PBR - Free Report) , together with Royal Dutch Shell plc ( RDS.A - Free Report) , TOTAL S.A. ( TOT - Free Report) and two Chinese companies — China National Petroleum Corporation and CNOOC Ltd. ( CEO - Free Report) .
Libra’s massive recoverable reserves also mean enormous development costs. In November 2017, Petrobras, carrying a Zacks Rank #1 (Strong Buy), and its partners
started production from the field, which is estimated to cost an astronomical $80-$90 billion to develop. With the offshore field coming online last year, 2018 should be the year one could witness large investments on the project.
You can see
. the complete list of today’s Zacks #1 Rank stocks here Southern Gas Corridor Project, Caspian Sea - Europe ($41 billion)
An initiative by the European Union to reduce the continent’s dependence on Russian gas, the Southern Gas Corridor involves a series of pipelines that will transport natural gas from the Caspian Sea directly into the European markets for the first time.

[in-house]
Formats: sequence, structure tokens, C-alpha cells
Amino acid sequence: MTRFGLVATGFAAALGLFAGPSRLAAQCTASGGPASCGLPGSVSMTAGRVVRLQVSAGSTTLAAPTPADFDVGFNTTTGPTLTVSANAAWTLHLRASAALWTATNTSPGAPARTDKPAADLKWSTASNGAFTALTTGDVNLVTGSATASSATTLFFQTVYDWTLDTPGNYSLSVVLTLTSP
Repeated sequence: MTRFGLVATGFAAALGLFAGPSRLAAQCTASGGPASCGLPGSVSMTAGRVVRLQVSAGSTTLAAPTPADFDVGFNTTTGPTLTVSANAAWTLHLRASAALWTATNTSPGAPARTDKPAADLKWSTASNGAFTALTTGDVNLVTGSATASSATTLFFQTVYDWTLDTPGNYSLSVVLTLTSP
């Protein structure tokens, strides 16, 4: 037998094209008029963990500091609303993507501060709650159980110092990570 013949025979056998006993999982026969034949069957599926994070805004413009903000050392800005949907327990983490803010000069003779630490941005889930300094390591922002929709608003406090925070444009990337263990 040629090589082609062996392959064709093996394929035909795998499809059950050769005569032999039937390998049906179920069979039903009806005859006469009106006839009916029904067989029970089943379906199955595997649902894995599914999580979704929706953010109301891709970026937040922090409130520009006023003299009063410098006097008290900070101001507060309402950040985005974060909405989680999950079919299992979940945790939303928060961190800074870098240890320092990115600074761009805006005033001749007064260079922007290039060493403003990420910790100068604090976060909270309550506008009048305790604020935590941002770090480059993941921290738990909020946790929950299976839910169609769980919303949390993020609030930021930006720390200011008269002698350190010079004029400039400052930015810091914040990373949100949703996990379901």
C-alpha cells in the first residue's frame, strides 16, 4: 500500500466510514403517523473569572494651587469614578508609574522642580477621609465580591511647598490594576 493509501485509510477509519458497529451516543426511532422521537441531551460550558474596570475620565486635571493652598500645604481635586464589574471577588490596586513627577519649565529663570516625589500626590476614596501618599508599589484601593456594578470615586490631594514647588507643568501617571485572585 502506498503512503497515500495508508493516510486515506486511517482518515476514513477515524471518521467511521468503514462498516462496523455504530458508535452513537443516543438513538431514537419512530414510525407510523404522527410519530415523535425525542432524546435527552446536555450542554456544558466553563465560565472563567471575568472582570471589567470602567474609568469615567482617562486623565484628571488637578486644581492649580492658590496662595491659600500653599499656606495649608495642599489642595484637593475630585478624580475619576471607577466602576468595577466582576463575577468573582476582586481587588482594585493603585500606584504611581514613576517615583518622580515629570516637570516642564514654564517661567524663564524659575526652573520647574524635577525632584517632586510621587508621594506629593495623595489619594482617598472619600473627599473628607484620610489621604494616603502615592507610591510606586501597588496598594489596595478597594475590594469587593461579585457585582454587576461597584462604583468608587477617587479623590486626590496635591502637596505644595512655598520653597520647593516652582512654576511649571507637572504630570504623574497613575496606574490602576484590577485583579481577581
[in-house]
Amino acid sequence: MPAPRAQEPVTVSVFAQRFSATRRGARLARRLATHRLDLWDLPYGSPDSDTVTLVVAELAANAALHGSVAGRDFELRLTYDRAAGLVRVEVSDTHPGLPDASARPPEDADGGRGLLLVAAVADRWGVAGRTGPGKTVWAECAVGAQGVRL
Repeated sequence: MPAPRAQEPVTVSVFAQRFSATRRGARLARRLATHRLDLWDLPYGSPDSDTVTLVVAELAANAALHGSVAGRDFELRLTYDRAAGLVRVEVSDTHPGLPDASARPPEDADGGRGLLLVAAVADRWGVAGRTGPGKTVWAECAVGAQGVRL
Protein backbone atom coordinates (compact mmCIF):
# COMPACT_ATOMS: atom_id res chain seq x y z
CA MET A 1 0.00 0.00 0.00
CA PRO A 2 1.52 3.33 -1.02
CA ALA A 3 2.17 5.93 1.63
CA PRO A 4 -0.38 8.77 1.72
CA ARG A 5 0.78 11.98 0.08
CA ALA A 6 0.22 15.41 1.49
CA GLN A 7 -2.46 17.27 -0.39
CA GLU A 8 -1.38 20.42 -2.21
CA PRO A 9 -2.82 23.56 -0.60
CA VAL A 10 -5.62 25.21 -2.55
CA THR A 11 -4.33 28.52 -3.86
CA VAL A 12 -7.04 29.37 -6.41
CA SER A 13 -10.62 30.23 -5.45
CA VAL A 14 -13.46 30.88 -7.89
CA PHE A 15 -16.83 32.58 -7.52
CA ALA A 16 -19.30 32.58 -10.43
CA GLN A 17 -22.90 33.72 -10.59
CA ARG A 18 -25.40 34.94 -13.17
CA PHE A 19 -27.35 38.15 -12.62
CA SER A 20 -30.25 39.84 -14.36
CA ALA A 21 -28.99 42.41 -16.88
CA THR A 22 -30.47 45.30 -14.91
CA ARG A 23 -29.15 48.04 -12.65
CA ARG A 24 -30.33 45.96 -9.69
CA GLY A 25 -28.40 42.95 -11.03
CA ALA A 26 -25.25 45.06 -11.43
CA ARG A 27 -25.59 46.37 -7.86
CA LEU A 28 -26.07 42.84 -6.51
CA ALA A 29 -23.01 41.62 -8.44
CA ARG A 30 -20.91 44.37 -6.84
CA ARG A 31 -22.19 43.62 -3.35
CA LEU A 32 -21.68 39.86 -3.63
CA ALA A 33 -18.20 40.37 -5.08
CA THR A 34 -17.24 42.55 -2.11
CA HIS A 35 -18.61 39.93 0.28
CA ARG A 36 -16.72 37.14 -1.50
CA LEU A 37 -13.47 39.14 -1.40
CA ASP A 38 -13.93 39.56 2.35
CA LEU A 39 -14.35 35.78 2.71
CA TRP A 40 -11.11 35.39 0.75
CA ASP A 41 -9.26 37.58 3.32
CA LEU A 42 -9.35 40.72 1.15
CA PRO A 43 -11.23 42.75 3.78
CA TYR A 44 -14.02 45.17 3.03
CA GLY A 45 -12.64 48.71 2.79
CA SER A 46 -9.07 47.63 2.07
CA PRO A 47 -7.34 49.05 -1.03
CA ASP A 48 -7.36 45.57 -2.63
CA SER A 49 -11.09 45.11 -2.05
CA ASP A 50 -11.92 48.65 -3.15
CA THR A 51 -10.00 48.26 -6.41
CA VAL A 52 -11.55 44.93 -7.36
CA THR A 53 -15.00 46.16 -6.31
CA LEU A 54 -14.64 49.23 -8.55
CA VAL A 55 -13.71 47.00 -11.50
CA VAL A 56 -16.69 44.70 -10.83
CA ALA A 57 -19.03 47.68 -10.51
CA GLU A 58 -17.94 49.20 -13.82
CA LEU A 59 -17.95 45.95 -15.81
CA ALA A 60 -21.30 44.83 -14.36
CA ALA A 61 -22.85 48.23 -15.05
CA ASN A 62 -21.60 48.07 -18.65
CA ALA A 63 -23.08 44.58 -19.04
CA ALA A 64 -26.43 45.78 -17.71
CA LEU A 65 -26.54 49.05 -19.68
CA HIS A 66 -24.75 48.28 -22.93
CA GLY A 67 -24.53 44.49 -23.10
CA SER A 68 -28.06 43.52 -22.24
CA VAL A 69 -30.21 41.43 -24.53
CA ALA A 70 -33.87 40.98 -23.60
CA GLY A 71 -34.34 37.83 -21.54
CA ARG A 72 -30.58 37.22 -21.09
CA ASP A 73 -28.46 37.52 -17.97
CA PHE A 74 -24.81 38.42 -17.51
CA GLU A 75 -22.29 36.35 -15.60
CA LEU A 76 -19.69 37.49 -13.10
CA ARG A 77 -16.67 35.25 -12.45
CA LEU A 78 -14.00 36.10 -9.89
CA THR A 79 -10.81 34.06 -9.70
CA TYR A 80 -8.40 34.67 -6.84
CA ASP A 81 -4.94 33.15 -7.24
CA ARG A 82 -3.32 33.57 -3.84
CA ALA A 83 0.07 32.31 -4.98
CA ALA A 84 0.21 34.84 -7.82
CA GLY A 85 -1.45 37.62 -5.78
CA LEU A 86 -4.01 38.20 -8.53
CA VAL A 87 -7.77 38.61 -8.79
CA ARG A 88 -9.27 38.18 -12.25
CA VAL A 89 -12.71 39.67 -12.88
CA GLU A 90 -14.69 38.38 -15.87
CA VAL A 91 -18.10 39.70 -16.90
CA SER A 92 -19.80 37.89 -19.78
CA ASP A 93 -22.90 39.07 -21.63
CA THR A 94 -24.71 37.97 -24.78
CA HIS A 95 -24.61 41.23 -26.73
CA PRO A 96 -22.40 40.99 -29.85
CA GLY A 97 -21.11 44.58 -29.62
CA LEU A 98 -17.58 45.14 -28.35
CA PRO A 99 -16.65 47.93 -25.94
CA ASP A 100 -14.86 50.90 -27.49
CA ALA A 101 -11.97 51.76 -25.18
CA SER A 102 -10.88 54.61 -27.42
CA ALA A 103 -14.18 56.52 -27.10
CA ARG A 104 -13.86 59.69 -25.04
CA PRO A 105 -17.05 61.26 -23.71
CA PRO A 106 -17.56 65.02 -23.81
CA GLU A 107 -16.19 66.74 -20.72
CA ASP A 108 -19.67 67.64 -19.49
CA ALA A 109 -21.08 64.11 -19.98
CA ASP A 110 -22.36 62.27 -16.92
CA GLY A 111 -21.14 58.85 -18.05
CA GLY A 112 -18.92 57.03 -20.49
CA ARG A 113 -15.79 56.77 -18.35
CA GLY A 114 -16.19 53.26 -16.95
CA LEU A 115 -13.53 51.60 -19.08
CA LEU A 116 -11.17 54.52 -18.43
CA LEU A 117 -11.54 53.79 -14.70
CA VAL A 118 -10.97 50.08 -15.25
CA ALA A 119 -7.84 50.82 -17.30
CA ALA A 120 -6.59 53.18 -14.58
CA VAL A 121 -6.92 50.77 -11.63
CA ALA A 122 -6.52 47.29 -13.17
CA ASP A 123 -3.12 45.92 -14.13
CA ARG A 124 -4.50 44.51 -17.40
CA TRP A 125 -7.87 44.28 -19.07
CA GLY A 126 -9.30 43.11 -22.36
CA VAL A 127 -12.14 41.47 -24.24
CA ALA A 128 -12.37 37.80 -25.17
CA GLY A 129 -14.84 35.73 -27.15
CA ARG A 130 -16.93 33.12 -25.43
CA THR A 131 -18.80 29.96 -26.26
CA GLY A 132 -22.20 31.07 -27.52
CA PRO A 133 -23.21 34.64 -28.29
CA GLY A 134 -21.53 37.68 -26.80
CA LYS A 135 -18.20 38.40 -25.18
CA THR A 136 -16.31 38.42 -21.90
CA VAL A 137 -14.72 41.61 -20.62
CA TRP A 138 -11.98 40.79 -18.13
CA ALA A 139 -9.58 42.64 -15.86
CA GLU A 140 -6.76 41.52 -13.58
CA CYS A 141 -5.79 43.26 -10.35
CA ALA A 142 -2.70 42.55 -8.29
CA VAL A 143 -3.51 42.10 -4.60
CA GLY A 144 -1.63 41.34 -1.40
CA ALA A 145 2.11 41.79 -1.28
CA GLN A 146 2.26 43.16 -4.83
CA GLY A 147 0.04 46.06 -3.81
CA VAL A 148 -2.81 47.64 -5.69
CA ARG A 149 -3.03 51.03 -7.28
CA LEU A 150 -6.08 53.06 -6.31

The Southern Gas Corridor is one of the world’s biggest and most-expensive energy developments. With a price tag of $41 billion, it includes a number of sub-projects like the $5 billion Trans-Adriatic Pipeline, the $8 billion Trans-Anatolian Natural Gas Pipeline and the $24 billion Shah Deniz field expansion Project. By 2020, Europe will receive around 10 billion cubic meters of natural gas annually from the project. Turkey is set to get another 6 billion cubic meters, which began with the recent
start-up of the BP plc ( BP - Free Report) -operated Shah Deniz 2 Gas Development. Coral South LNG, Offshore Mozambique ($7 billion)
Coral South is a floating liquefied natural gas ("FLNG") project, located in Area 4 of Rovuma Basin offshore Mozambique. Operations in the field are expected to begin by mid-2022 with plans to operate the facility for 25-long years.
Eni SpA (